SALT LAKE CITY — A whopping 89 percent of Utahns support bidding for another Salt Lake Olympics, according to a new poll released Tuesday that was commissioned for the state's Olympic Exploratory Committee.
"It sends a message we are ready, willing and able," said Jeff Robbins, Utah Sports Commission president and CEO, a co-chairman of the committee considering a bid for the 2030 Winter Olympics.
Robbins said he believes there would likely be even more backing for a new bid if a poll were to be conducted during the 2018 Winter Games that begin Feb. 9 in Pyeongchang, South Korea.
But he said the committee didn't want to wait and decided to "get a feel right now" for whether Utahns want to try for a second Olympics after hosting the 2002 Winter Games.
A total of 600 Utahns were polled statewide by Dan Jones & Associates Nov. 14-21 about whether they wanted to try for another Olympics after hosting the 2002 Winter Games. The poll has a margin of error of plus or minus 4 percent.
Pollster Dan Jones said he was surprised at the level of support.
"That's a mandate. People have such good feelings about the last one that we had that I think they look forward to it again," Jones said, although he cautioned future results may well be tempered as details emerge.
Still, he said, Utahns weren't as supportive of the efforts leading up to 2002, particularly after an international scandal erupted over the cash, gifts and other incentives Salt Lake City provided to International Olympic Committee members.
"When we look at what happened last time, we went through a set of challenges that are about as difficult as anybody can face," said Fraser Bullock, chief operating officer of the 2002 Games and also a committee co-chairman.
Now, Bullock said, Utahns have the experience of seeing an Olympics come together successfully, just months after the Sept. 11, 2001, terrorists attacks against the United States.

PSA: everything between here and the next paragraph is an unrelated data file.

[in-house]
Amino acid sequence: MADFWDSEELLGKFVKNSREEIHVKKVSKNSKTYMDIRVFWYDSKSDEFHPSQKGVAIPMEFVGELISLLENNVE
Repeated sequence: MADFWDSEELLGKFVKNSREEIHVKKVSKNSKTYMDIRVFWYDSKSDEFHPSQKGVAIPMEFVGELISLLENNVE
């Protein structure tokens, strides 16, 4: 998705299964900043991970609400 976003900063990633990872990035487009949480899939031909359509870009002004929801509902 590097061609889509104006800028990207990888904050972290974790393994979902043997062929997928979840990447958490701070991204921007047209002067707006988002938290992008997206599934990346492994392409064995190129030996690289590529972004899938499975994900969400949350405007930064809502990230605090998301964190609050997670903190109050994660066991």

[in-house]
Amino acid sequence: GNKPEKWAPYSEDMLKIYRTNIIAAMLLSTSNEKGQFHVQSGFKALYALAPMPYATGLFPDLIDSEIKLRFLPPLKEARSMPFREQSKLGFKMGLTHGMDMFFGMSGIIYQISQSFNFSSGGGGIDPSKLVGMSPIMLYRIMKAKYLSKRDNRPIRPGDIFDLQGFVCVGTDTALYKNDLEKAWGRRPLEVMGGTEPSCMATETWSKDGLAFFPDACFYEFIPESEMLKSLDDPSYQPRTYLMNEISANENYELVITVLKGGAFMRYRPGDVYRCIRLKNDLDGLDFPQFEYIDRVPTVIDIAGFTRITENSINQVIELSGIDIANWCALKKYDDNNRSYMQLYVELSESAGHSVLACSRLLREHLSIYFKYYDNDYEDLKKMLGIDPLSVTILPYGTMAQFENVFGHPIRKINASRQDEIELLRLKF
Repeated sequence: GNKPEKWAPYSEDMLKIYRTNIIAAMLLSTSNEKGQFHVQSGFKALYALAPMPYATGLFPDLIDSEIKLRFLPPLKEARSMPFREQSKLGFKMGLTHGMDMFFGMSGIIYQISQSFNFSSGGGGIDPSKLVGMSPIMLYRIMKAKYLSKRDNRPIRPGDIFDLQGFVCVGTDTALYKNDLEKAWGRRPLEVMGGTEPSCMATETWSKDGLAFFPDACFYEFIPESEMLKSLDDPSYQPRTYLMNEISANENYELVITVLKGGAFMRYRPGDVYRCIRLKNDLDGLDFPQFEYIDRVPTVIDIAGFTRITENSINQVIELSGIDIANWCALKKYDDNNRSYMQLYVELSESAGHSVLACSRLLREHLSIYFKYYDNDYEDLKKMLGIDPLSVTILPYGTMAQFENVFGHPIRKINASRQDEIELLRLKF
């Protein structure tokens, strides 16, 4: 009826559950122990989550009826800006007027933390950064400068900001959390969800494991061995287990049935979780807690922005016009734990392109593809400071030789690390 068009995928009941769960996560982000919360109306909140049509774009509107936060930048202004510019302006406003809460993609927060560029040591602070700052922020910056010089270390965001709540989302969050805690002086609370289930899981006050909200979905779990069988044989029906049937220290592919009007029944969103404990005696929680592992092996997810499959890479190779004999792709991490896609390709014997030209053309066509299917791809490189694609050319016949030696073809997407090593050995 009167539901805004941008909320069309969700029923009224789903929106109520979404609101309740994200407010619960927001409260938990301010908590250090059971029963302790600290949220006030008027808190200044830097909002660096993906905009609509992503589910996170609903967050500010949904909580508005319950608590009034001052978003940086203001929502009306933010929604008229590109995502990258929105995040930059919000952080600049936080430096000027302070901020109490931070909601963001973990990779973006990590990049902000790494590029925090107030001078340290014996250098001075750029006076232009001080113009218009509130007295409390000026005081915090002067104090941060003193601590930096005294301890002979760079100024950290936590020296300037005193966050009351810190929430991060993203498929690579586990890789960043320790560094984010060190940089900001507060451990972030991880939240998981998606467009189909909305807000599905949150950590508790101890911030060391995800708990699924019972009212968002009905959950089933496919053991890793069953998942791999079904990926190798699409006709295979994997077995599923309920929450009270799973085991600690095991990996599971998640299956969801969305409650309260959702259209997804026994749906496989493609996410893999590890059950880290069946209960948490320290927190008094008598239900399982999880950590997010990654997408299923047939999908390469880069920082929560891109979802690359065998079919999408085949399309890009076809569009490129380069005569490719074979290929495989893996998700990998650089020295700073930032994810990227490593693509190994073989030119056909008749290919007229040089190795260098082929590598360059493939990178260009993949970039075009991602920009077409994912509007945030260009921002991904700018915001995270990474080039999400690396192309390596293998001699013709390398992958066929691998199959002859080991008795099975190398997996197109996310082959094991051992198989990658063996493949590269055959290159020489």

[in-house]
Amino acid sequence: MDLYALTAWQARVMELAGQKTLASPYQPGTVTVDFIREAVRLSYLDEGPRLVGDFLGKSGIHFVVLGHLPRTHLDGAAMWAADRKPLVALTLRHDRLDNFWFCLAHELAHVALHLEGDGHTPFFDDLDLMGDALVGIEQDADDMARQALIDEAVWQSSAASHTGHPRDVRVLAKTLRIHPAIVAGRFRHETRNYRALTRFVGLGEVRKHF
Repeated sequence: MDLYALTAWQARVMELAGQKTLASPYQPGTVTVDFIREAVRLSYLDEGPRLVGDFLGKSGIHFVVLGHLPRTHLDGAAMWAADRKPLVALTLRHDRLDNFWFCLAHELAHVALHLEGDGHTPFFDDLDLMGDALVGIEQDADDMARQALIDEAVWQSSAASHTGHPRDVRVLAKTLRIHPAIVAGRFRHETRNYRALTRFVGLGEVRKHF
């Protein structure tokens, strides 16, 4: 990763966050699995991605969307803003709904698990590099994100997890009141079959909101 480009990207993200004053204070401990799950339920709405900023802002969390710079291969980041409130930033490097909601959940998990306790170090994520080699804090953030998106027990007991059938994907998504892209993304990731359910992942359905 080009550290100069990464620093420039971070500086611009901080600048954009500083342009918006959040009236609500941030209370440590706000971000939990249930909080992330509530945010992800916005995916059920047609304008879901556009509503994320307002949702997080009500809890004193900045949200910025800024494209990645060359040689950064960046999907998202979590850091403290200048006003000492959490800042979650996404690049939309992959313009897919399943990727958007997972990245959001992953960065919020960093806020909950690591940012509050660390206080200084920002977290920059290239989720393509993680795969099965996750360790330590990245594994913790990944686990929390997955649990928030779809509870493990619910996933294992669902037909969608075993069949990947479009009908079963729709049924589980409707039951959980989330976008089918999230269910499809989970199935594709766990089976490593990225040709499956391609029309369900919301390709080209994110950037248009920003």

"We are much more confident walking into this situation than we were back then," he said. "We know we can do this."
The poll results were released after members of the committee heard an upbeat report on Utah's chances of winning another Winter Games at their first meeting Monday.
"It's still early, but we have momentum and we're on a good track," Bullock told the committee made up of athletes, business leaders and government officials including Gov. Gary Herbert and Salt Lake City Mayor Jackie Biskupski.
Bullock said there are a number of cities interested in hosting a Winter Games, including both Denver and the Reno-Tahoe area in the United States, but all face issues Salt Lake City doesn't have, such as having to build costly competition venues.
He said Salt Lake City needs to focus on a bid for the 2030 Winter Games, because Los Angeles was recently selected to host the 2028 Summer Games and would have to share domestic sponsorship dollars if there was an American 2026 host.
But the IOC broke precedent by awarding two Summer Games at the same time, to Los Angeles and to Paris in 2024, something they might do again for the 2026 and 2030 Winter Games.
Bullock said Salt Lake City needs to be ready to step up if no serious contender emerges for 2026, as long as the financial issues can be worked out with Los Angeles and the United States Olympic Committee and the IOC.
However, House Speaker Greg Hughes, R-Draper, asked whether Salt Lake City should "be a little more aggressive about 2026 or do we play the bashful bride," given the city's strengths as a bidder.
The answer, Bullock said, will depend on the bottom line because the partnership between the cities hosting the 2026 and 2028 Olympics would mean a signficant drop in revenue that would have to be made up by cutting spending.
"We do not want to put on Games if they're going to be in the red," he said. "We want a surplus."
For 2026, Bullock said the Swiss city of Sion "would be the obvious choice. It's a great area. But they have many political challenges and it's questionable whether they move forward."
He said Sion, a finalist for the 2002 Winter Games, still hasn't lined up enough votes to secure $1 billion needed from the Swiss government, although a referendum on the bid is planned for next June.12 comments on this story
Also in the mix is Calgary, Canada, where the City Council just approved spending an additional $1 million on a bid despite concerns information had been withheld that was critical of the potential economic impact.
Sapporo, Japan, which like Calgary has previously hosted a Winter Games, just announced interest in going after another Olympics, even though it would be the fourth in a row in Asia. Stockholm, Sweden, is also considering a bid.
"There may be a couple of candidates. There may be no candidates," Bullock said.
The committee is expected to make a recommendation to Utah leaders by the end of January 2018. It is up to the USOC to decide whether to advance an American candidate to the IOC.